Men’s Traditional dancing may refer to any style of regalia that is inspired by the style of ceremonial clothes worn back in the 1800s or before. Usually, Northern style dancers wear eagle feather bustles on their backs, tied at the waist. These bustles are simple in their decoration, using the natural beauty of the feathers maximum effect. This style of dancing is typically less energetic than Fancy Dance, but it has its own kind of intense energy. Dancers may imitate the movements of tracking an animal, telling a story of battle, or the dancer may be dancing for the sheer joy of dancing. Some dancers in this category have evolved into a new style of dancing called Contemporary Oldstyle. Here, more modern materials may be used, more decoration is employed, but still the style hearkens back to the old days. 

Women’s Traditional Dance

The regalia worn by women, whether Northern or Southern, is something to behold! The dance style is graceful and flowing. Among the different varieties are buckskin and cloth dresses. Women in the category carry a shawl over their arm, sometimes decorated with ribbon work and appliqué patterns.

Straight Dance

This style refers to Southern Traditional dancing and comes from several of the tribes that were forced to settle in Indian Territory or what we now know as the state of Oklahoma. Tribes that particularly embrace this style of dress are the Ponca, Kiowa, Osage, Otoe, Pawnee, and in more modern times, the Comanche. These dancers typically do not wear bustles, but instead, wear long trailers down their backs made from either otter skins or silver “hairplates.” The Straight Dance has directly evolved from warrior societies that were prominent in the 1800s. These societies looked after the well being of the people and promoted values associated with good living. Many say that the name Straight Dance comes from the dignified posture of these dances, but these dancers execute elaborate moves as well.

Men’s Fancy Dance

Fancy dancing originated in Oklahoma in the 1920s and 30s. Originally, the style of dancing was characterized by elaborate, circular “fluffy” bustles tied to the back, neck, arms, and even knees. This has evolved to the use of two “U-shaped” bustles, one tied at the waist and one higher on the shoulders. Died hackle feathers from roosters are used to decorate the feathers in these bustles. The beadwork worn with these outfits is often quite elaborate. Dancers often use their artistic expression to add to their outfits. You can never know what you might see! The style of dancing is unlimited and athletic: spins, turns, hops, and splits are traits with these dancers.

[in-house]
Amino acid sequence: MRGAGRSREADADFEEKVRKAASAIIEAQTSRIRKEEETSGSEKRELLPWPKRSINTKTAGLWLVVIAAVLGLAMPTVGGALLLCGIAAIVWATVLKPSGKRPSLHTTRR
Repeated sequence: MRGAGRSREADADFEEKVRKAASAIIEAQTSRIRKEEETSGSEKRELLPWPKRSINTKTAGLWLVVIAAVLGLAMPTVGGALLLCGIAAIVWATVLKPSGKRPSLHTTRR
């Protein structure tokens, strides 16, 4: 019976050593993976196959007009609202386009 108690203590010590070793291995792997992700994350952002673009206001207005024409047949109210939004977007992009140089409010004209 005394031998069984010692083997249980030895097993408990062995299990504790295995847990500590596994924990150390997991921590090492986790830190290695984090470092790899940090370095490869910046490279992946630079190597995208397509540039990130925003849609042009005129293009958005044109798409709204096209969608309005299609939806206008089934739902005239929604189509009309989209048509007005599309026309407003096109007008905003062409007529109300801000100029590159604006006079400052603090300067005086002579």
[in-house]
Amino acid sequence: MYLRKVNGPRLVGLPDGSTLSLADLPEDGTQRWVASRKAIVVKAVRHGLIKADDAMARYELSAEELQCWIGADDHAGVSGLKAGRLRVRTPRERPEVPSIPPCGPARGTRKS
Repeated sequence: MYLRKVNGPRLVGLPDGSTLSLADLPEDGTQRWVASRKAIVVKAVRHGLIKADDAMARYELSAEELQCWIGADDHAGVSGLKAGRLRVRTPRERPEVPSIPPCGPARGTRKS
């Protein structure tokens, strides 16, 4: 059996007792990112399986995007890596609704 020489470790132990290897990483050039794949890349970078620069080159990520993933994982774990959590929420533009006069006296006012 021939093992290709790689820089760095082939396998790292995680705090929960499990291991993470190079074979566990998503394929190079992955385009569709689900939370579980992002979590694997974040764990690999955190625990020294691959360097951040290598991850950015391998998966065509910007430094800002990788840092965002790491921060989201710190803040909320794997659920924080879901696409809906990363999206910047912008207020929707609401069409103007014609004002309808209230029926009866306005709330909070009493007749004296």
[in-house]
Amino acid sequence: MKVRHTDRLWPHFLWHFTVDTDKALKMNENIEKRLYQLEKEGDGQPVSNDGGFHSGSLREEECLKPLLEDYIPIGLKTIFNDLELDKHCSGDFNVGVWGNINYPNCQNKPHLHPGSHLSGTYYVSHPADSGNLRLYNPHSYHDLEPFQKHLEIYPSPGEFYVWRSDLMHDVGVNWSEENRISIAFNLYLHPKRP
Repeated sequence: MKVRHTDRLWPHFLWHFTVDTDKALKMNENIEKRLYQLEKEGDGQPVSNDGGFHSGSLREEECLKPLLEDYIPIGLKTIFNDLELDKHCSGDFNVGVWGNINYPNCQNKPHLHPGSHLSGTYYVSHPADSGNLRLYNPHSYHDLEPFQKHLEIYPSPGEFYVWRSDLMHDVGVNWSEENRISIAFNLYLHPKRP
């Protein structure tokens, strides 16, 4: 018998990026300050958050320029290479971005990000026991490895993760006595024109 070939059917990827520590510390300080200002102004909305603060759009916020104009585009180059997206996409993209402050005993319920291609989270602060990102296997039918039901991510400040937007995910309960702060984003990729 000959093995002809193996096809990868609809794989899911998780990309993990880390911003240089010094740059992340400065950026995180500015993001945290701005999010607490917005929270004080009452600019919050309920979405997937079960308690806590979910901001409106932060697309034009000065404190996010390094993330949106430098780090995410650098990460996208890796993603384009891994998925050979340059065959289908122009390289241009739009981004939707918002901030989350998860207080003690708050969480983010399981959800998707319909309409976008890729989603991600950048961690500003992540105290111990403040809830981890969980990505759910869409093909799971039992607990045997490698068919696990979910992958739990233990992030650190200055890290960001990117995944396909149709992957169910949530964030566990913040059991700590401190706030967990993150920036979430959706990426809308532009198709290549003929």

Men’s Grass Dance

Grass dancing is sometimes placed under Men’s Traditional and sometimes under Men’s Fancy. It has links to both. Grass Dancing evolved from an old style of dancing on the Northern Plains. Some say that this style got its name from the dancers that were sent out to dance the grass down before a ceremonial dance was to begin. Others trace the origin to warrior societies where the dancers tied braids of sweetgrass to their belts. This evolved to wearing braids of sweetgrass at the top of dance bustles worn on the back. Sweetgrass is used by many Native Americans for purposes associated with purification and protection. Some say it is braided to represent the hair of Mother Earth. Grass dancers today wear a modern outfit decorated with colorful yarn and/or ribbons. The movement of these dancers can often be imagined to resemble tall grass swaying in the wind. These dancers are known for the flexibility of their bodies and for their fancy work. 

Jingle Dress

Jingle Dress dancers make up a sub-set of Women’s Traditional. This dance traces its origin to a society of women dancers from the Anishinabe people. This society danced (and, in some cases, still does to this day) for the health of their people. The jingles that adorn these cloth dresses are often made from the lids of snuff cans. The material available to them! When these dancers dance, they offer a unique sound to the Dance Arena.

Women’s Shawl Dance

Shawl Dance is the women’s variety of fancy dancing. It is a comparatively new style having been around only for a few decades. Some call this “butterfly” dancing because of the appearance of the shawl that is worn across the back and around the shoulders of this style dancer. Others link this term to a story of a beautiful butterfly emerging from a cocoon after mourning for her mate killed in battle. The most evident aspect of this style of dancing is the fancy footwork and the spins that are combined with elegance and grace.